Orthodox jews took to the streets of the Israeli capital on Monday to celebrate Jerusalem Day.
It has become a key event in the Israeli calendar and marks the moment that the city was reunited after the Six-Day War.
But it was one that past laregely without comment in London as few in the community had ever heard of it.
“The fact that I didn't know about it maybe means it should be a lot better publicised than it is, said Candice Joseph, 22, a research worker at the Institute of Psychiatry. "But now that I have been told what is it all about, it means a lot.”
Estate agent Michael Rubin, 47, said: “It should be celebrated in Israel, but I have no suggestions how because I don't know the significance of it to be honest."
The day marks the third day of the Six Day War, in June 1967 when Israel took back the eastern part of the city that had been under Jordanian control since the War of Independence in 1948.
Combined IDF aerial and ground forces went into the city, where there was no food, water or medical supplies, and conquered east Jerusalem, including the Old City, the Western Wall and the Temple Mount.
Three weeks after the war ended, the Knesset announced the reunification of the city and applied the Israeli law to the whole of Jerusalem, including freedom of religious practice for the entire population.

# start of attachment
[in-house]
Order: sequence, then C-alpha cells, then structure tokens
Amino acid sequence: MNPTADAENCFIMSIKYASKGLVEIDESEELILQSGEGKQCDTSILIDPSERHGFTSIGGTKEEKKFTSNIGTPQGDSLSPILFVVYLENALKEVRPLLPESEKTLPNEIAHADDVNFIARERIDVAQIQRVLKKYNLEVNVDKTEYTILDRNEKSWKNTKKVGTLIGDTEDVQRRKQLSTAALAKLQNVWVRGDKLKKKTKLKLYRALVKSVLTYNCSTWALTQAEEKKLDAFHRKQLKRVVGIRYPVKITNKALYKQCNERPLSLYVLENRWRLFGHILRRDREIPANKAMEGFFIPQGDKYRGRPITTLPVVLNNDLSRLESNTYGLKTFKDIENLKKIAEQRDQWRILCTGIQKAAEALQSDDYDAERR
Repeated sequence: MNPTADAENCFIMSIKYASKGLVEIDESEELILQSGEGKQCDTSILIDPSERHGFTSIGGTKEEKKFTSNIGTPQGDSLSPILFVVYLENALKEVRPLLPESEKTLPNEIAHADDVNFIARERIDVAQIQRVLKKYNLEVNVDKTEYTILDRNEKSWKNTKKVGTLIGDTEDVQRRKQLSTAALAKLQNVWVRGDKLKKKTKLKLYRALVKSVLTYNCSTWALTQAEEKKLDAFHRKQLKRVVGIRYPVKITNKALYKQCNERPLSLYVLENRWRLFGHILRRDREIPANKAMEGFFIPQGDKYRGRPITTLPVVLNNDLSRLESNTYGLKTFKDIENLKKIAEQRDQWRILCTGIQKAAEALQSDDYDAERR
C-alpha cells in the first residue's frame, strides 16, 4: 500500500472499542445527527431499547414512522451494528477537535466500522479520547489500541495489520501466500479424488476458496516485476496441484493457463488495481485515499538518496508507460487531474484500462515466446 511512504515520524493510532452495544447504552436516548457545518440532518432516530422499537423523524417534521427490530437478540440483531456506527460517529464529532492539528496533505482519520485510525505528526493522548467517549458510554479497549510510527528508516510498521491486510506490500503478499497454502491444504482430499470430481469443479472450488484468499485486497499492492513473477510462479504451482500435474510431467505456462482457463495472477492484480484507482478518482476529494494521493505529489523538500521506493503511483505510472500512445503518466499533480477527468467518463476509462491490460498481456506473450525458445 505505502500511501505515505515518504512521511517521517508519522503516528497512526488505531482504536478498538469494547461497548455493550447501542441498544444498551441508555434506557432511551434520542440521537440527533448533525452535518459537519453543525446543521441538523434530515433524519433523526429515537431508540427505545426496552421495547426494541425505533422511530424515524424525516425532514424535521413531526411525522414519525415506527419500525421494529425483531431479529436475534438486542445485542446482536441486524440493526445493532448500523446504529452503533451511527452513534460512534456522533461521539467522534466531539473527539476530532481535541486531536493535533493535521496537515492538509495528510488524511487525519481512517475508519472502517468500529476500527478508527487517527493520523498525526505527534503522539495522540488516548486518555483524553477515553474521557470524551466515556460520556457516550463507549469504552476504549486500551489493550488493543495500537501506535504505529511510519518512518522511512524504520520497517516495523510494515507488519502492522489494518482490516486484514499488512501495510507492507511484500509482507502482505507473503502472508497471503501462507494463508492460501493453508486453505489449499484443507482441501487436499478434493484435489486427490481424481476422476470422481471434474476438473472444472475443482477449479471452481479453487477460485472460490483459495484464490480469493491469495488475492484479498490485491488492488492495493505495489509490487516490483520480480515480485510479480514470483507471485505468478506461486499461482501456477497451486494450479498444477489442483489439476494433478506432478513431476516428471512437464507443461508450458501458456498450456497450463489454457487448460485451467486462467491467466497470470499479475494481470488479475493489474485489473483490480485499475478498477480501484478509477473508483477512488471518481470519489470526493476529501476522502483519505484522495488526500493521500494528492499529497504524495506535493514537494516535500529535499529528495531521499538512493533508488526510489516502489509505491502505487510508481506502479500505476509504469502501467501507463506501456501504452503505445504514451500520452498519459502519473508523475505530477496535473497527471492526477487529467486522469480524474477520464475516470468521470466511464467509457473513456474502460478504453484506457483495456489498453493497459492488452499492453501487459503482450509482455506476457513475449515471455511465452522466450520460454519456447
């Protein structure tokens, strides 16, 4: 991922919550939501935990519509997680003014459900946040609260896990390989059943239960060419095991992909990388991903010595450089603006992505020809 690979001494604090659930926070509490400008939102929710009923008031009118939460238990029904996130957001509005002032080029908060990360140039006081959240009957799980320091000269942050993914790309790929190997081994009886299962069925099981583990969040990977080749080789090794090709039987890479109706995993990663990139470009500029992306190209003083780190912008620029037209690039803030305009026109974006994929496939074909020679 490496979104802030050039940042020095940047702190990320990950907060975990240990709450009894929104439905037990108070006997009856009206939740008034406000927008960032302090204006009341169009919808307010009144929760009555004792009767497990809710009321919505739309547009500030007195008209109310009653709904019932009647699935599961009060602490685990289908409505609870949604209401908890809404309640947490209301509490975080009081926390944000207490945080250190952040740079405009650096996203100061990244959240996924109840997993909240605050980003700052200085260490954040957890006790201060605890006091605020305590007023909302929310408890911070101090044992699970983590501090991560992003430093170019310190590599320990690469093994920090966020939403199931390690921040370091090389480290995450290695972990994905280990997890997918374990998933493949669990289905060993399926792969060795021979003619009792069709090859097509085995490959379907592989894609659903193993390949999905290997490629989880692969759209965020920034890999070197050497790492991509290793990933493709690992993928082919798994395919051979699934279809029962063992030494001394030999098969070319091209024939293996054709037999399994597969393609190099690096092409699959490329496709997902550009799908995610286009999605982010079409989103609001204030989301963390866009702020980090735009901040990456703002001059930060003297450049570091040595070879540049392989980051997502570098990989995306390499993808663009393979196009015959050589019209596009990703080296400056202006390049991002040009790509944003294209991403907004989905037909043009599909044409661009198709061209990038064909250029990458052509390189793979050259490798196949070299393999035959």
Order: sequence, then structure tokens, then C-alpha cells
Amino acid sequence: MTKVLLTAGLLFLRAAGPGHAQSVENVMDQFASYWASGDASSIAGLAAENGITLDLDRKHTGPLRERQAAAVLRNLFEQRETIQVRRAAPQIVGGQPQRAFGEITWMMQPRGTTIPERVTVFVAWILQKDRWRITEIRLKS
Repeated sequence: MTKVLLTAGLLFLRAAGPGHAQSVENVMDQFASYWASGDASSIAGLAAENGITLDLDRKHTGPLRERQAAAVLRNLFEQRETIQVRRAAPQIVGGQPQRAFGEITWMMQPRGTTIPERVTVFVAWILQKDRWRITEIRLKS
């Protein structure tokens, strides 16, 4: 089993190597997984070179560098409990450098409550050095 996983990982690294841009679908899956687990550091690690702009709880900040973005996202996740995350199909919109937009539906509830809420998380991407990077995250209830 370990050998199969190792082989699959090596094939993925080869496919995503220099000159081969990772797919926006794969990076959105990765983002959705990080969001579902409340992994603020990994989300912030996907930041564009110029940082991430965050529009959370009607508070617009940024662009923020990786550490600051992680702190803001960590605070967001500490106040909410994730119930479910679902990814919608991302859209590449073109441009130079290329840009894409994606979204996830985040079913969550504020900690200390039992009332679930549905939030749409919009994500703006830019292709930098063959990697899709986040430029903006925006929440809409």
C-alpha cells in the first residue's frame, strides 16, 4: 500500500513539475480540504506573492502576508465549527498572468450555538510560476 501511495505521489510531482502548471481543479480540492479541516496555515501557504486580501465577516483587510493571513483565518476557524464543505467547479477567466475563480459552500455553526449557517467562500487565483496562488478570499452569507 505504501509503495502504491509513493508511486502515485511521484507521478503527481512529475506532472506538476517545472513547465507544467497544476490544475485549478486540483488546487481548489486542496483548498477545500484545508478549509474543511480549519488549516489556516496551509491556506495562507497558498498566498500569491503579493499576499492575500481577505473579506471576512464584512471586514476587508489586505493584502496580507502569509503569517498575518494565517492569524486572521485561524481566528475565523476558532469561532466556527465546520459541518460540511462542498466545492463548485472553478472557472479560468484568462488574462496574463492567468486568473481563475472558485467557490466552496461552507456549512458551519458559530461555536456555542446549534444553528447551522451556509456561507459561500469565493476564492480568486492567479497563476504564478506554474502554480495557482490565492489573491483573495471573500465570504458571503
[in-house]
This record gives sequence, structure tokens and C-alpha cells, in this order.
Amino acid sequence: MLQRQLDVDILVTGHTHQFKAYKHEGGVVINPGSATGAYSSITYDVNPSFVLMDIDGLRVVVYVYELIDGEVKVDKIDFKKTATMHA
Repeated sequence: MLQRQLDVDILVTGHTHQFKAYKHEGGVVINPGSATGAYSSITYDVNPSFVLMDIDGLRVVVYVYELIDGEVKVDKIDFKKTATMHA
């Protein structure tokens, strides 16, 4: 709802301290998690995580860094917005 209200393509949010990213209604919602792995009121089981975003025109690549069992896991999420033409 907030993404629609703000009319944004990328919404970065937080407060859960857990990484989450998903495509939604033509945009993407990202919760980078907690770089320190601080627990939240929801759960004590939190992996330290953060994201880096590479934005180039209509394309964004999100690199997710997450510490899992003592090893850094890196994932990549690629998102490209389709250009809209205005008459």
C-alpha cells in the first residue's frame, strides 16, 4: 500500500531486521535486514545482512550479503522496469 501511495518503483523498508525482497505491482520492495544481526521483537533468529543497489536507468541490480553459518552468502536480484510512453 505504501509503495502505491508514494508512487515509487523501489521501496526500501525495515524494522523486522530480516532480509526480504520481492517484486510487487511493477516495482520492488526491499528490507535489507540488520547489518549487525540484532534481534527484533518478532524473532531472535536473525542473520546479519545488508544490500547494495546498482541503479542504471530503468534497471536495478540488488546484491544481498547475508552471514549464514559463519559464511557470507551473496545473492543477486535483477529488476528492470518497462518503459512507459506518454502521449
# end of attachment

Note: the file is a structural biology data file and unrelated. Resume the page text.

In 1968 Jerusalem Day became a public holiday, the Hebrew date of Iyar 28.
Although it is clearly not a holy day, it has become the province of strictly Orthodox communities who dance in the city centre. But the dancing is segregated. In recent years, the secular population barely participate.
In Britain, the day is primarily marked by the right-wing Zionist movement, Likud, which this year brought over the former government minister and ex-MK, Uzi Landau, for its celebration event. Some Jewish schools refer to Jerusalem Day during assembly; and Chief Rabbi Jonathan Sacks' new siddur has a special prayer for the reunification of the city.
Victor Laniado, 38, an exporter of pharmaceuticals, said: “The day should be celebrated like Independence Day with celebrations and a day off.”
Sylva Rubashova, 74, a former Jerusalem resident who worked for the BBC and Israel Radio, disagreed: “It has nothing to do with British law, with British citizens or with English people.
“I don't think there should be a Jerusalem Day in Israel, just like there is no Tel Aviv, Haifa or Netanya Day.”
Michael Israel, 47, a distributor of Israeli wines who regularly visits Jerusalem, was less enthusiastic and felt a divided city was inevitable.
“It seems like we are moving towards a peace agreement that will have to split Jerusalem, which will be a shame, but we will have to do it for peace and for the children,” he said.
Salesman Simon Fremder, 51, agreed. “If a deal to split Jerusalem strengthens Israel, I support it, if it weakens it, I don't, as long as the initiative comes from Israel,” he said.